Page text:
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Politics & Government

‘What am I to do? Go blind?’ asks daily marijuana user who wants it legalized


With his daily use of marijuana, says Eric Crawford, he can control his glaucoma and the painful spasms that make his 46-year-old body “flop like a fish out of water.”

Crawford has been bound to a wheelchair since his spinal cord snapped when a cow fell on the roof of the car he was riding in as a front-seat passenger on April 14, 1994.

He was with three buddies coming back home from “chasing women” at Morehead State University. A black Holstein in the middle of the road at night on KY 11 between Maysville and Lewisburg hit their car, went up in the air and landed on the car’s roof above Crawford. He was the only passenger hurt.

Crawford today has a loving wife, Michelle Crawford, who never leaves his side for more than six hours. They have been married since 1996. They met when he was a patient for rehabilitation at Cardinal Hill in Lexington, introduced to each other by her late sister who worked there.

Michelle Crawford said she realized they never could have children, “but I love him, always have, and married him.”

They share a modest, attractive house just down the lane from the house of his mother, Mary Crawford, in rural Mason County. It has a spectacular back-door view of hills and valleys. He misses his dad, Edward Crawford, who died in September and worked for Columbia Gas.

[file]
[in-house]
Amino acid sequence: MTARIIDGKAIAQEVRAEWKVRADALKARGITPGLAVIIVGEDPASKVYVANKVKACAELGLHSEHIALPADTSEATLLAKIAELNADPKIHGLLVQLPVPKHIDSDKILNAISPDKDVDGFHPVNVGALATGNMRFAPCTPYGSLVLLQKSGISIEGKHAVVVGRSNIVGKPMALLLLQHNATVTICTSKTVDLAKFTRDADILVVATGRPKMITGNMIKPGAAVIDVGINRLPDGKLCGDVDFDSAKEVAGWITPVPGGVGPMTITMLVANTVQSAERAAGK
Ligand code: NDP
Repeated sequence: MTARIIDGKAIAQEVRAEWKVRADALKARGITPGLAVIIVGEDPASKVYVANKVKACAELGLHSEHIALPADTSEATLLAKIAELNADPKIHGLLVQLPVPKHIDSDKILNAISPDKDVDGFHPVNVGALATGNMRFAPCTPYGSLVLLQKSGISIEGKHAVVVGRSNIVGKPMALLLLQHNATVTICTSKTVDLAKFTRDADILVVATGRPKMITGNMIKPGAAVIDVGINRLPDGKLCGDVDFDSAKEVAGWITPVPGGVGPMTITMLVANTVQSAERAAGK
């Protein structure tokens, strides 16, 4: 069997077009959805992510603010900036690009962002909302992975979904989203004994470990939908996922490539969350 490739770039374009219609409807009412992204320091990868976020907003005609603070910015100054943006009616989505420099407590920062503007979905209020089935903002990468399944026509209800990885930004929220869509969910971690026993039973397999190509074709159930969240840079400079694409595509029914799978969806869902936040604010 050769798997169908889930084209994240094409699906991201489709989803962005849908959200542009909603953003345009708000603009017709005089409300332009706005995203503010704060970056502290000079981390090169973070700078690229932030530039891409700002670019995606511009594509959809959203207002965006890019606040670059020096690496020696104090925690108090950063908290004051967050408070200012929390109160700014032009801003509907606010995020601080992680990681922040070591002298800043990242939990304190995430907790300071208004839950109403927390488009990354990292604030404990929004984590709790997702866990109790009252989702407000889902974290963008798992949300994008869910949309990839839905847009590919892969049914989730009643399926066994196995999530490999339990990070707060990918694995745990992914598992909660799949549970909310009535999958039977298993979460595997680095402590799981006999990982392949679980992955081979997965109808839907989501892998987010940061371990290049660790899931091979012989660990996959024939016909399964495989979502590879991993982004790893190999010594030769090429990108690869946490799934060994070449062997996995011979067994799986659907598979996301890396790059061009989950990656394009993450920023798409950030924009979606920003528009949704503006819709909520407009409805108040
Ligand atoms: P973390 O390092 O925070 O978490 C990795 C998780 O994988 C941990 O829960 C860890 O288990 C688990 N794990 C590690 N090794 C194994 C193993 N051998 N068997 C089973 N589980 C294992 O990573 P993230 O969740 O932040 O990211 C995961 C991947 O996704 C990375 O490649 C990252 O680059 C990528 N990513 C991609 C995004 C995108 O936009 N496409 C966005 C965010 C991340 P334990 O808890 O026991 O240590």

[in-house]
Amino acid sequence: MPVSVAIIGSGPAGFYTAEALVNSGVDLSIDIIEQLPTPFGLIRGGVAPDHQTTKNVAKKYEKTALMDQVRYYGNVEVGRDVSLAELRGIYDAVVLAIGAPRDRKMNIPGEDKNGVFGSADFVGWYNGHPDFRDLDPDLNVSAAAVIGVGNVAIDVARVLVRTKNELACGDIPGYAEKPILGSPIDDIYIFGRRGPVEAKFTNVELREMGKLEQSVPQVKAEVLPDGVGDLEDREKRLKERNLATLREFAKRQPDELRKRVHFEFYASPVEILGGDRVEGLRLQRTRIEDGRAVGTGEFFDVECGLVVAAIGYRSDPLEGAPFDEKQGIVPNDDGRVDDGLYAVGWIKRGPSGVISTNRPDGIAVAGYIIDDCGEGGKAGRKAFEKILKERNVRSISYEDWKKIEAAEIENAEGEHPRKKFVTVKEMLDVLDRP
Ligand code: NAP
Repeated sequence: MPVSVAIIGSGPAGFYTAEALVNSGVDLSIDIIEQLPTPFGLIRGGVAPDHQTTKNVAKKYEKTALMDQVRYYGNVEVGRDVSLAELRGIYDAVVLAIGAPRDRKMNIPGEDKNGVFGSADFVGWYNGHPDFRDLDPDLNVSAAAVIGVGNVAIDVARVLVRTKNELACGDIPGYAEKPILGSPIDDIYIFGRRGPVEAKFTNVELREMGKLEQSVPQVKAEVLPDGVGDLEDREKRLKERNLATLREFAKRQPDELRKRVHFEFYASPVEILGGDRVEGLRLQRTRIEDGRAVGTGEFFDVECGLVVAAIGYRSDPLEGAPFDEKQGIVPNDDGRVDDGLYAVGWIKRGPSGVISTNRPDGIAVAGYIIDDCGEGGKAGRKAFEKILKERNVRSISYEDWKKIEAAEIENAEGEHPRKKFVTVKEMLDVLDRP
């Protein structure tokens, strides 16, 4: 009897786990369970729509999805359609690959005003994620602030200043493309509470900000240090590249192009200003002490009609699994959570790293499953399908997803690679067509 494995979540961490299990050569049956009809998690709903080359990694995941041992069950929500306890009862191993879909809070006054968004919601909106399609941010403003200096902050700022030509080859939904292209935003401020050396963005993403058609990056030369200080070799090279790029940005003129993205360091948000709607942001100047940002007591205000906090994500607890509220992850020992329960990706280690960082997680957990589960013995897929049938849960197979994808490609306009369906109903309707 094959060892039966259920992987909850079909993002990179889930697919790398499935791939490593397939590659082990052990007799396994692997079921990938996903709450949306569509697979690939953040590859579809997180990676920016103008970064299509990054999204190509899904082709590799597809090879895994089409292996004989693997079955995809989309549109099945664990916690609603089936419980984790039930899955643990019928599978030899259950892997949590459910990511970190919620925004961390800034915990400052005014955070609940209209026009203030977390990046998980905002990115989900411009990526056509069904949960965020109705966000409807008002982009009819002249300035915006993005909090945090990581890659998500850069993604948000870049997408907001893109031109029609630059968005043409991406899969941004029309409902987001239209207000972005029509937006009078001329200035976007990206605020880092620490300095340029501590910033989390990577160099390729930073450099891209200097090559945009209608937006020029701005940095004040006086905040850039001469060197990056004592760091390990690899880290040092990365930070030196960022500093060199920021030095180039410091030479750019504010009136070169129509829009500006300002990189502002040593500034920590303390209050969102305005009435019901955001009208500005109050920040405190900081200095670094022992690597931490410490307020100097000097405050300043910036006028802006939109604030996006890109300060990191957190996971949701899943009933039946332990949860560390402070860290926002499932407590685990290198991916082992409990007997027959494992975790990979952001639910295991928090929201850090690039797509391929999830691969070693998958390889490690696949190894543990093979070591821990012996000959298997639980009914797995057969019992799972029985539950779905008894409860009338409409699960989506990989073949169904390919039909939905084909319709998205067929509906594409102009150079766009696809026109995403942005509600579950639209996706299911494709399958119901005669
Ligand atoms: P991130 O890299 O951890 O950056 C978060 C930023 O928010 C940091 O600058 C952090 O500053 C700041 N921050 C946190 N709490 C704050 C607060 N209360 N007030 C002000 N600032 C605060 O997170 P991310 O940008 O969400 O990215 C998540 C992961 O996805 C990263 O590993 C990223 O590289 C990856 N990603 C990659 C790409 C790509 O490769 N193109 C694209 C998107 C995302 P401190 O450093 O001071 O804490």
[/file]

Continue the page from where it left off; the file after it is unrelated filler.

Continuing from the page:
Eric Crawford draws $508 monthly disability checks. He is hesitant to talk about how much he pays for the marijuana he uses or where he gets it. He knows it is against the law but says he is glad he lives in a county that was one of the first to approve a resolution urging the legislature to approve marijuana for medicinal purposes.

Eric Crawford talked in his home in Orangeburg, Ky. about his efforts in pushing for the legalization of medical marijuana in Kentucky. Eric became a quadriplegic after a wreck. He and his wife Michelle, are both working with Frankfort legislators. Charles Bertram

Marijuana possession and sale are illegal in Kentucky. It’s a felony in Kentucky if you possess more than five plants or sell eight ounces or more.

Thirty-three states and the District of Columbia have passed laws broadly legalizing marijuana in some form. Ten states and the District of Columbia allow marijuana for recreational use, but Crawford says he is only interested in legalizing marijuana for medicinal purposes.

In recent years, the Crawfords have been regulars at state legislative hearings in Frankfort on medical marijuana. They work with Kentuckians for Medicinal Marijuana, a non-profit group.

They plan to be back during the 2019 General Assembly that begins Jan. 8 to plead their case.

“A lot of our friends around here go to Florida for vacation,” said Michelle Crawford. “We take our vacations in Frankfort.”

The issue is gaining momentum in the Kentucky legislature but still has a way to go. It got a committee hearing in 2018 as a bill sponsored by Rep. John Sims, D-Flemingsburg.

“Rep. Sims has been very helpful,” said Eric Crawford. “He doesn’t use marijuana but he has learned the value of allowing it for very sick people under a licensed doctor’s recommendation.”

Legislation for the 2019 law-making session will be pushed by two Republican House members — Jason Nemes of Louisville and Diane St. Onge of Lakeside Park in Northern Kentucky — as well as Sims.

Nemes, an attorney, said they will introduce their legislation during the first week of the 2019 session, which is scheduled to conclude March 29. He said the bill will allow marijuana use that is recommended by a practicing Kentucky physician. It will have about 12 co-sponsors.